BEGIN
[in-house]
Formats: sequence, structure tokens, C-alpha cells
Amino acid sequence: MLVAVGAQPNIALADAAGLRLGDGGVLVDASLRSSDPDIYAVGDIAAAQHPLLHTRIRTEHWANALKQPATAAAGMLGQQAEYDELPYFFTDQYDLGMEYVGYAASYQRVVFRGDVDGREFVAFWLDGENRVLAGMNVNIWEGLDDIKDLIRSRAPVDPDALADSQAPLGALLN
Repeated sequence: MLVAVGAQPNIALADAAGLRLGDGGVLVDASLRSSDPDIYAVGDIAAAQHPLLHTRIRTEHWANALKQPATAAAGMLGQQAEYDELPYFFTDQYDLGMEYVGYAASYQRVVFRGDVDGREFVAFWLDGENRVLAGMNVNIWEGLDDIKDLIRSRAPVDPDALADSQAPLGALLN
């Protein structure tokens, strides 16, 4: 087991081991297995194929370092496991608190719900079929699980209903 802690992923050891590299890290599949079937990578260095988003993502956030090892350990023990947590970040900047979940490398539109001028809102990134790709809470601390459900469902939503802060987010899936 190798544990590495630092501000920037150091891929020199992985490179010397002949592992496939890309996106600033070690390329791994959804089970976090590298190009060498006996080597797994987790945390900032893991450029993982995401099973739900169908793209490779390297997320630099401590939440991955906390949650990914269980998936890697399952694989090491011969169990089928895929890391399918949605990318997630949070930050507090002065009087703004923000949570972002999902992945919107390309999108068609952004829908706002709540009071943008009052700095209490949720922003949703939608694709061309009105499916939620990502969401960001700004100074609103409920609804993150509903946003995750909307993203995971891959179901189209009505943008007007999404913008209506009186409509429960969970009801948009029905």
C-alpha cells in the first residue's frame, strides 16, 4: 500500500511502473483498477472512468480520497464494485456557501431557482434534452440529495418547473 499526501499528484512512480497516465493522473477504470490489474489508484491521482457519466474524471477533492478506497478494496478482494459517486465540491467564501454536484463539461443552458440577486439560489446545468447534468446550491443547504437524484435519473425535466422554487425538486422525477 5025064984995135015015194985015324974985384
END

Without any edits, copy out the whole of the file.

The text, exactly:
[in-house]
Formats: sequence, structure tokens, C-alpha cells
Amino acid sequence: MLVAVGAQPNIALADAAGLRLGDGGVLVDASLRSSDPDIYAVGDIAAAQHPLLHTRIRTEHWANALKQPATAAAGMLGQQAEYDELPYFFTDQYDLGMEYVGYAASYQRVVFRGDVDGREFVAFWLDGENRVLAGMNVNIWEGLDDIKDLIRSRAPVDPDALADSQAPLGALLN
Repeated sequence: MLVAVGAQPNIALADAAGLRLGDGGVLVDASLRSSDPDIYAVGDIAAAQHPLLHTRIRTEHWANALKQPATAAAGMLGQQAEYDELPYFFTDQYDLGMEYVGYAASYQRVVFRGDVDGREFVAFWLDGENRVLAGMNVNIWEGLDDIKDLIRSRAPVDPDALADSQAPLGALLN
């Protein structure tokens, strides 16, 4: 087991081991297995194929370092496991608190719900079929699980209903 802690992923050891590299890290599949079937990578260095988003993502956030090892350990023990947590970040900047979940490398539109001028809102990134790709809470601390459900469902939503802060987010899936 190798544990590495630092501000920037150091891929020199992985490179010397002949592992496939890309996106600033070690390329791994959804089970976090590298190009060498006996080597797994987790945390900032893991450029993982995401099973739900169908793209490779390297997320630099401590939440991955906390949650990914269980998936890697399952694989090491011969169990089928895929890391399918949605990318997630949070930050507090002065009087703004923000949570972002999902992945919107390309999108068609952004829908706002709540009071943008009052700095209490949720922003949703939608694709061309009105499916939620990502969401960001700004100074609103409920609804993150509903946003995750909307993203995971891959179901189209009505943008007007999404913008209506009186409509429960969970009801948009029905």
C-alpha cells in the first residue's frame, strides 16, 4: 500500500511502473483498477472512468480520497464494485456557501431557482434534452440529495418547473 499526501499528484512512480497516465493522473477504470490489474489508484491521482457519466474524471477533492478506497478494496478482494459517486465540491467564501454536484463539461443552458440577486439560489446545468447534468446550491443547504437524484435519473425535466422554487425538486422525477 5025064984995135015015194985015324974985384